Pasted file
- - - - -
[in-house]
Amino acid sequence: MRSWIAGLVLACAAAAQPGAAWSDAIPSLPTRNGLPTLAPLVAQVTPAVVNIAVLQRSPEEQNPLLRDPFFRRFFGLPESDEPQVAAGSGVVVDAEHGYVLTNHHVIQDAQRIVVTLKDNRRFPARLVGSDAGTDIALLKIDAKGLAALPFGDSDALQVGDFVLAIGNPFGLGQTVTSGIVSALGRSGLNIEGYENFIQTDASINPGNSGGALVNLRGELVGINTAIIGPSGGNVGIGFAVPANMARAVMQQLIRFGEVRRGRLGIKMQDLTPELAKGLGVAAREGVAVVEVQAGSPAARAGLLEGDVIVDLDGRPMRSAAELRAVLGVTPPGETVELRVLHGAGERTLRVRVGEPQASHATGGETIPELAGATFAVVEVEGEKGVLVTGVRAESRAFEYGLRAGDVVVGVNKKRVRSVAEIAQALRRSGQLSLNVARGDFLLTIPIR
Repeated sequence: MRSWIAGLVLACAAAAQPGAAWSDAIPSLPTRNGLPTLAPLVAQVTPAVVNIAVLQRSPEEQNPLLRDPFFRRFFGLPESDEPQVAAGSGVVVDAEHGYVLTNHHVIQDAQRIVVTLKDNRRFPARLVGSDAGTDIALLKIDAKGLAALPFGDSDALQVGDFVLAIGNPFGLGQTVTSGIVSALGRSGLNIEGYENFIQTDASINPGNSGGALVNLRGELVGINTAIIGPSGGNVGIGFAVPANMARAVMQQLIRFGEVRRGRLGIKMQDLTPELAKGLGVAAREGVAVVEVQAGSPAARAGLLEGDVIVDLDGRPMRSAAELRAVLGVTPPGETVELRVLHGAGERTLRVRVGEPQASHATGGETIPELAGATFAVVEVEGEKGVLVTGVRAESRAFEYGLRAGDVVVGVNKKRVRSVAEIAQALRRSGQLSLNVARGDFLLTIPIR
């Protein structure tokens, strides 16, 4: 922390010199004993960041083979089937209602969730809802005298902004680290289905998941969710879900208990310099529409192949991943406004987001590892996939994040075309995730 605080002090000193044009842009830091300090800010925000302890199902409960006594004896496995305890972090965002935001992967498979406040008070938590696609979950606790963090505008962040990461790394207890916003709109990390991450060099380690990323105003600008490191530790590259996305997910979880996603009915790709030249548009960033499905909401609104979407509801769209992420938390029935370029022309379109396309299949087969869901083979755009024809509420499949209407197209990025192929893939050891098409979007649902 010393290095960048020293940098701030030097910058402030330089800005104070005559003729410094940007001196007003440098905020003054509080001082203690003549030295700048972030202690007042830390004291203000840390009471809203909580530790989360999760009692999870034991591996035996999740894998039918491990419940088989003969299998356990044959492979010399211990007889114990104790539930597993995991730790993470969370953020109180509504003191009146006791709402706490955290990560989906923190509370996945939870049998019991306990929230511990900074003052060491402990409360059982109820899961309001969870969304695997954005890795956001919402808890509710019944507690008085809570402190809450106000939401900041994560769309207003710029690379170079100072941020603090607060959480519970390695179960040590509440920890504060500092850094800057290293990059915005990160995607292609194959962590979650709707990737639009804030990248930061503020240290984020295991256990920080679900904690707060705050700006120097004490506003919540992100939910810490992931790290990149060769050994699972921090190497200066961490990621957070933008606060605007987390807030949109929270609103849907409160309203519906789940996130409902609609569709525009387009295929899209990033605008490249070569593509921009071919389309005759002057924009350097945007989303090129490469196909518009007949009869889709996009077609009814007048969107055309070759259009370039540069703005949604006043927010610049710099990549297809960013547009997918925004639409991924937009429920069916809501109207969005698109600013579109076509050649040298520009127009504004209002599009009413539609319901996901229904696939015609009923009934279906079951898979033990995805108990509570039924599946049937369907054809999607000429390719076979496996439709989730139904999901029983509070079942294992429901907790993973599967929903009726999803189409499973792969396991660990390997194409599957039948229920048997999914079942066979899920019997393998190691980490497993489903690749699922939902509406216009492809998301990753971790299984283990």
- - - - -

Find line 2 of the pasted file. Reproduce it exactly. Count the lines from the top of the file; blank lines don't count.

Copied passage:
Amino acid sequence: MRSWIAGLVLACAAAAQPGAAWSDAIPSLPTRNGLPTLAPLVAQVTPAVVNIAVLQRSPEEQNPLLRDPFFRRFFGLPESDEPQVAAGSGVVVDAEHGYVLTNHHVIQDAQRIVVTLKDNRRFPARLVGSDAGTDIALLKIDAKGLAALPFGDSDALQVGDFVLAIGNPFGLGQTVTSGIVSALGRSGLNIEGYENFIQTDASINPGNSGGALVNLRGELVGINTAIIGPSGGNVGIGFAVPANMARAVMQQLIRFGEVRRGRLGIKMQDLTPELAKGLGVAAREGVAVVEVQAGSPAARAGLLEGDVIVDLDGRPMRSAAELRAVLGVTPPGETVELRVLHGAGERTLRVRVGEPQASHATGGETIPELAGATFAVVEVEGEKGVLVTGVRAESRAFEYGLRAGDVVVGVNKKRVRSVAEIAQALRRSGQLSLNVARGDFLLTIPIR